The atheist saints of Assisi

Does the inter-faith movement now officially include atheism?

A quartet of leading atheist intellectuals, including the dense French theorist Julia Kristeva and our own AC Grayling, were due to bejoining the Pope at a major inter-faith event in Assisi next week. The gathering is designed to celebrate the twenty-fifth anniversary of John Paul II's 1986 World Prayer Day, a colourful event in which the late pontiff was joined by, among others, Archbishop Robert Runcie, the Dalai Lama and a handful of tribal shamans to pray for world peace. There were no atheists on that occasion, though. Nor Miss World, as far as I'm aware.

For Pope Benedict, there may be a tactical reason for the inclusion this time of non-believers in any kind of God. His predecessor was criticised heavily by some traditionalists for praying alongside representatives of other faiths, especially non-monotheistic ones. To this day, dissident Catholics enjoy circulating pictures of John Paul being "blessed" by Native American chiefs and voodoo witchdoctors. The then Cardinal Ratzinger was one the only leading Vatican official who didn't travel to Assisi, and later wrote that the meeting gave a "false impression of common ground that does not exist in reality".

His own writings and speeches have tended to stress the differences between faiths rather than the similarities. He has even suggested that inter-religious dialogue is impossible since different religions can never agree on the truth. There have been some tricky inter-faith moments since he became pope -- most notably in the wake of a speech in Regensburg in 2006 in which he appeared to criticise Islam. This year's Assisi gathering is being described as a "pilgrimage" rather than a prayer event. And what better way could there be to indicate the non-theological nature of the meeting than to invite atheists?

There are signs, too, that Pope Benedict XVI finds the company of non-believers quite congenial. He is, after all, a man who relishes intellectual debate and is known to be uncomfortable with the woolly, feelgood platitudes that constitute many inter-faith discussions. Atheists might liven things up a bit. Perhaps he hopes that some will prove to be allies.

"The pope wanted the atheists in Assisi," said Cardinal Gianfranco Ravasi, who leads the Pontifical Council for Culture, which now includes a division dubbed the Court of Gentiles dedicated to fostering good relations with humanists. Ravasi went on to explain the move as part of the pope's ongoing project "to reassert the importance of the relationship between faith and reason." The problem for the Church in modern Europe, he said, wasn't atheist thought so much as the general atmosphere of "indifference, dullness, lack of questioning, banality" that characterises modern culture. This echoes recent comments the pope made in Germany, when he suggested that agnostics who struggle with the question of God are closer to the kingdom of God than "routine" Catholics whose faith is purely conventional.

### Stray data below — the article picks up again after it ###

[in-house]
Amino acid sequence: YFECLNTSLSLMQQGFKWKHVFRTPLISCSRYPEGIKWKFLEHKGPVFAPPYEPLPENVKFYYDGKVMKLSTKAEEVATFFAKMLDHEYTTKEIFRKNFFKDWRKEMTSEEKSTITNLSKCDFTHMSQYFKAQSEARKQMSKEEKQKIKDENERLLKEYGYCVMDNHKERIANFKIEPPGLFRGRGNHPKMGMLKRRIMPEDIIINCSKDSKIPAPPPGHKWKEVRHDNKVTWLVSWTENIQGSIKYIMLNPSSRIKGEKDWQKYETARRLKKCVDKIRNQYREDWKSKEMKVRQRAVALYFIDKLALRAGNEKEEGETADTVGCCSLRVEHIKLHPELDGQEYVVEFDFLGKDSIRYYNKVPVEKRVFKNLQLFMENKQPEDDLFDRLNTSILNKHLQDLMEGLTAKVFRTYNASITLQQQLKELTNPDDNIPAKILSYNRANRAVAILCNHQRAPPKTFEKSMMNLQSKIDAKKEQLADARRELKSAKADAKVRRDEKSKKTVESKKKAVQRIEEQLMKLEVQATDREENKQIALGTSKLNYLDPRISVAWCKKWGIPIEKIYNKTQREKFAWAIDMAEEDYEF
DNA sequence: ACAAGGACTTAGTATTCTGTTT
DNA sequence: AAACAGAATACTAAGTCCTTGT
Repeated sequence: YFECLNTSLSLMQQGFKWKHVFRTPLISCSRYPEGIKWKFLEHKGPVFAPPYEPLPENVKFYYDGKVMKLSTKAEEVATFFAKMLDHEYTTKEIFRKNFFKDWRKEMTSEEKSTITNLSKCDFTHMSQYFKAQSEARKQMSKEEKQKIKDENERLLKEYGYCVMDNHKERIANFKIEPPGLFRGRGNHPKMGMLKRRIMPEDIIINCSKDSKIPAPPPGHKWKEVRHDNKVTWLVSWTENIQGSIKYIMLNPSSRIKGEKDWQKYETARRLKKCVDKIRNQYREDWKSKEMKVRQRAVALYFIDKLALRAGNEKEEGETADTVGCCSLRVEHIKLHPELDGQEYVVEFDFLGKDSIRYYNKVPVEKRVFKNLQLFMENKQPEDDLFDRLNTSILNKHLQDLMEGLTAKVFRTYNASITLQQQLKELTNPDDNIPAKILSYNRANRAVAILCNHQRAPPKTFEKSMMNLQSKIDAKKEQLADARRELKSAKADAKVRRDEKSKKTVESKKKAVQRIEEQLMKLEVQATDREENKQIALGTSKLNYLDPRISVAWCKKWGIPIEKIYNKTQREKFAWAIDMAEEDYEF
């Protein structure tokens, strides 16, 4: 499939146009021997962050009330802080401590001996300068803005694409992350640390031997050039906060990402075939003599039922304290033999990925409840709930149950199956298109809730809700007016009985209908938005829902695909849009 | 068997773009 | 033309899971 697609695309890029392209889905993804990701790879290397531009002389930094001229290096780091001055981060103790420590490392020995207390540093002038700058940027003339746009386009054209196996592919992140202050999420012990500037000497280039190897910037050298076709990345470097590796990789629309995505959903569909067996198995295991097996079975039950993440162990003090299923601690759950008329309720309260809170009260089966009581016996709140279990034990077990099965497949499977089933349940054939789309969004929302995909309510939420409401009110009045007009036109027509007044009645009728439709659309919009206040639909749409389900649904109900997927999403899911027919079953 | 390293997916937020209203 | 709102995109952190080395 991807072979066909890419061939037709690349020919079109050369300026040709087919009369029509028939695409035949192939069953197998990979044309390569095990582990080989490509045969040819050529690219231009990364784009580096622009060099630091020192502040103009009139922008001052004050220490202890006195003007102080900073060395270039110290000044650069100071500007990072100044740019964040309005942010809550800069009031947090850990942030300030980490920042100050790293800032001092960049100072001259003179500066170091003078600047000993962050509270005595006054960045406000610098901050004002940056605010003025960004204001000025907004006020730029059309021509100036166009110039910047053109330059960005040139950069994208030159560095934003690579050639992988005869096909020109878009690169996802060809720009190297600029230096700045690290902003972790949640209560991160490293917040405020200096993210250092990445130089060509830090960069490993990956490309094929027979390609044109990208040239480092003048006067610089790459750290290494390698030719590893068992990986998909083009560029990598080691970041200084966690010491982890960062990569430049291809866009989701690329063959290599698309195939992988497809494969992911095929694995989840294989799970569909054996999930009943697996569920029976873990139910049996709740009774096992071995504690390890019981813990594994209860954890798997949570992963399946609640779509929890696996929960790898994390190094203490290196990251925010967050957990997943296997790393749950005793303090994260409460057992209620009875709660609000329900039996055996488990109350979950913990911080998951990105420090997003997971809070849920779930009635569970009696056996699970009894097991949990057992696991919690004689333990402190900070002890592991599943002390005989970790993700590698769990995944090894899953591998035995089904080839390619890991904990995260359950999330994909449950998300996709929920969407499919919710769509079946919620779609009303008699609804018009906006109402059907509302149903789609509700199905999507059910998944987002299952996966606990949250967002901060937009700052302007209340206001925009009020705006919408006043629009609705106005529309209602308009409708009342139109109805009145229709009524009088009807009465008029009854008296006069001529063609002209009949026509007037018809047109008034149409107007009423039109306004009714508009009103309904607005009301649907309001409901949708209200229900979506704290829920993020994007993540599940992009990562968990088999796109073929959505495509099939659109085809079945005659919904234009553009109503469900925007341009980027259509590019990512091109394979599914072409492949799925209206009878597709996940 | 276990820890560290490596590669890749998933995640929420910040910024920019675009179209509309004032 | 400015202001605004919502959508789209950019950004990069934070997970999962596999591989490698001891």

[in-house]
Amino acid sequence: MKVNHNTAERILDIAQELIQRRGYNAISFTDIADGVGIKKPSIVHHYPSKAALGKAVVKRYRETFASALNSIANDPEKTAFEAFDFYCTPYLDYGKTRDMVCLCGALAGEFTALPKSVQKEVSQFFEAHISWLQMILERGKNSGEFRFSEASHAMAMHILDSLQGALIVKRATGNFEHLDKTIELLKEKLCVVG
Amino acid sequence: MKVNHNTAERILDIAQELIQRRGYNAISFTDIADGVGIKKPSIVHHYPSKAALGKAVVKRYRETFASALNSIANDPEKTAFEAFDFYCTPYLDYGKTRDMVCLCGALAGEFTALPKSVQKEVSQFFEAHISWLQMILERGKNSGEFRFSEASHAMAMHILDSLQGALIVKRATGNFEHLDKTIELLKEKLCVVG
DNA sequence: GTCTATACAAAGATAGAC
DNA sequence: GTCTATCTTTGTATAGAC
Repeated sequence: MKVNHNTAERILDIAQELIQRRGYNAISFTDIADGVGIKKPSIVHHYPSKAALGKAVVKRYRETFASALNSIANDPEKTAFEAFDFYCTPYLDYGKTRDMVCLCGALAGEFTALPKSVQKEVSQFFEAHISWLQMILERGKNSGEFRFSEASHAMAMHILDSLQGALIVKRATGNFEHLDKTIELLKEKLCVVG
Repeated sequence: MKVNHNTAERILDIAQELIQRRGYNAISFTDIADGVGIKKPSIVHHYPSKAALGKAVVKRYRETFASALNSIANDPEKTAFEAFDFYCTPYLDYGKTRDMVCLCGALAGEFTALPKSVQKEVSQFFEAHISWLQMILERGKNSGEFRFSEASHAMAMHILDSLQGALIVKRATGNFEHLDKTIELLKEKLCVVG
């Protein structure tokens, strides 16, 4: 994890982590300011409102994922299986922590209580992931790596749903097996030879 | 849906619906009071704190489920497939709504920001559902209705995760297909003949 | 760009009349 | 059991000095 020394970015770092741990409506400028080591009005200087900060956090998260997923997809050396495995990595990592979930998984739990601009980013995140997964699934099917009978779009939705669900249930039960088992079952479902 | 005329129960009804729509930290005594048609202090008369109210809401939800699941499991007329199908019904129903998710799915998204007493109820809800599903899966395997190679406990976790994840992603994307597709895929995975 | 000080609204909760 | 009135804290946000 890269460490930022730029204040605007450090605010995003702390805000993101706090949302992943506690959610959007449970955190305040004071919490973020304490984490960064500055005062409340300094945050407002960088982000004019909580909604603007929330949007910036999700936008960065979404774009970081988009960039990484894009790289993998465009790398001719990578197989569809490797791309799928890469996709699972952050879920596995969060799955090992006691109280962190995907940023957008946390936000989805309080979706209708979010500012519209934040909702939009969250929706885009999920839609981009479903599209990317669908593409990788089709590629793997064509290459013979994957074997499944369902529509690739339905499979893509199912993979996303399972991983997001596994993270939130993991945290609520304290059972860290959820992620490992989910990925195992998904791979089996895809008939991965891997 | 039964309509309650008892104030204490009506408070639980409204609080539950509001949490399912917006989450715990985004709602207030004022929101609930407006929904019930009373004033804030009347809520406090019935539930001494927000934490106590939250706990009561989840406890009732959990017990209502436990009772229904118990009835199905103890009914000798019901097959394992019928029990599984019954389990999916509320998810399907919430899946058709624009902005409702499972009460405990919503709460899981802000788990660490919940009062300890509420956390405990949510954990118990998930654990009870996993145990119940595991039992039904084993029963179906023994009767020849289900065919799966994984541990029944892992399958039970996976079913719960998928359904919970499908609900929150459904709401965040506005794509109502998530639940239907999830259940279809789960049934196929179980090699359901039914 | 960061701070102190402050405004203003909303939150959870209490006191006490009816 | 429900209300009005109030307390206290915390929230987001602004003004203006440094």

Earlier this year, the Vatican launched a series of international seminars with the aim of finding common ground with secularists on the big questions facing modern societies. This may be indicative of a wider trend in which atheists and agnostics are beginning to claim a place in the growing world of inter-faith activities. Rory Fenton, for example, recently argued that there is a "gaping atheist-shaped hole in the interfaith movement".

But it would be going too far to suggest that we are witnessing a Catholic/atheist love-in. For one thing, the pope has regularly denounced "atheist extremism", even associating it with the rise of Nazism. For many of today's most prominent atheists, meanwhile, Joseph Ratzinger remains Enemy Number One, "a leering old villain in a frock" as Richard Dawkins once notoriously described him. Everywhere he goes these days, he is followed by demonstrators, mostly avowed atheists, objecting to his views on contraception or calling for his arrest. Grayling himself last year linked Pope Benedict with the CEO of Goldman Sachs, "each heading organisations publicly acknowledged to have done immense harm and yet neither is in any danger of having to pay for it."

It would have been interesting to see whether AC said anything like that in the Pope's presence. Sadly, it's now being reported that he has pulled out of the event. He now says that he had not realised that it was "a minor event and what they wanted was these guests to accompany the pope on a pilgrimage." This is rather puzzling, given that the event he was invited to was officially described as "a panel discussion" and may not -- for the atheists at least -- have included a trip to Assisi at all. It may be a simple matter of miscommunication, or perhaps Grayling had other reasons for pulling out. The other atheists, though, will probably still be there.

 

UPDATE 3pm: This blog was updated to reflect the news that AC Grayling had pulled out of the event.

 

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Former Irish premier John Bruton on Brexit: "Britain should pay for our border checks"

The former Taoiseach says Brexit has been interpreted as "a profoundly unfriendly act"

At Kapıkule, on the Turkish border with Bulgaria, the queue of lorries awaiting clearance to enter European Union territory can extend as long as 17km. Despite Turkey’s customs union for goods with the bloc, hauliers can spend up to 30 hours clearing a series of demanding administrative hoops. This is the nightmare keeping former Irish premier John Bruton up at night. Only this time, it's the post-Brexit border between Northern Ireland and the Republic, and it's much, much worse.